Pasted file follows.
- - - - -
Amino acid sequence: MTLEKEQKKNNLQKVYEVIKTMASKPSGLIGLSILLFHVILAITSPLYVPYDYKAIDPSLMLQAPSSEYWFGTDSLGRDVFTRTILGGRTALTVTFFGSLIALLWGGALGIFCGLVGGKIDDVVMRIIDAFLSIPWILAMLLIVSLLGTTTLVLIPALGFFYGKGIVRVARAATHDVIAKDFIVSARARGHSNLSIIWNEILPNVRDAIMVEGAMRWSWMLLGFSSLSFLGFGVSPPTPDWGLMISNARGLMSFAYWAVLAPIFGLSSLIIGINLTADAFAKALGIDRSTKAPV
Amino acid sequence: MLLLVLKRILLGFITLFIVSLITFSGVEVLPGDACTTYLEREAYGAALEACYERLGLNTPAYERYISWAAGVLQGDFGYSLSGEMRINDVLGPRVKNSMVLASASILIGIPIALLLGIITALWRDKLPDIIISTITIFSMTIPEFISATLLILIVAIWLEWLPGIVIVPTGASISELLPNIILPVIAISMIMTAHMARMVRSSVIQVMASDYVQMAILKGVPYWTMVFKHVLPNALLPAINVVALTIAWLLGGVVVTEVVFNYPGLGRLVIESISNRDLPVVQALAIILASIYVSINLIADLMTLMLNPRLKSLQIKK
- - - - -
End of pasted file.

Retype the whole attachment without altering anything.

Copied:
Amino acid sequence: MTLEKEQKKNNLQKVYEVIKTMASKPSGLIGLSILLFHVILAITSPLYVPYDYKAIDPSLMLQAPSSEYWFGTDSLGRDVFTRTILGGRTALTVTFFGSLIALLWGGALGIFCGLVGGKIDDVVMRIIDAFLSIPWILAMLLIVSLLGTTTLVLIPALGFFYGKGIVRVARAATHDVIAKDFIVSARARGHSNLSIIWNEILPNVRDAIMVEGAMRWSWMLLGFSSLSFLGFGVSPPTPDWGLMISNARGLMSFAYWAVLAPIFGLSSLIIGINLTADAFAKALGIDRSTKAPV
Amino acid sequence: MLLLVLKRILLGFITLFIVSLITFSGVEVLPGDACTTYLEREAYGAALEACYERLGLNTPAYERYISWAAGVLQGDFGYSLSGEMRINDVLGPRVKNSMVLASASILIGIPIALLLGIITALWRDKLPDIIISTITIFSMTIPEFISATLLILIVAIWLEWLPGIVIVPTGASISELLPNIILPVIAISMIMTAHMARMVRSSVIQVMASDYVQMAILKGVPYWTMVFKHVLPNALLPAINVVALTIAWLLGGVVVTEVVFNYPGLGRLVIESISNRDLPVVQALAIILASIYVSINLIADLMTLMLNPRLKSLQIKK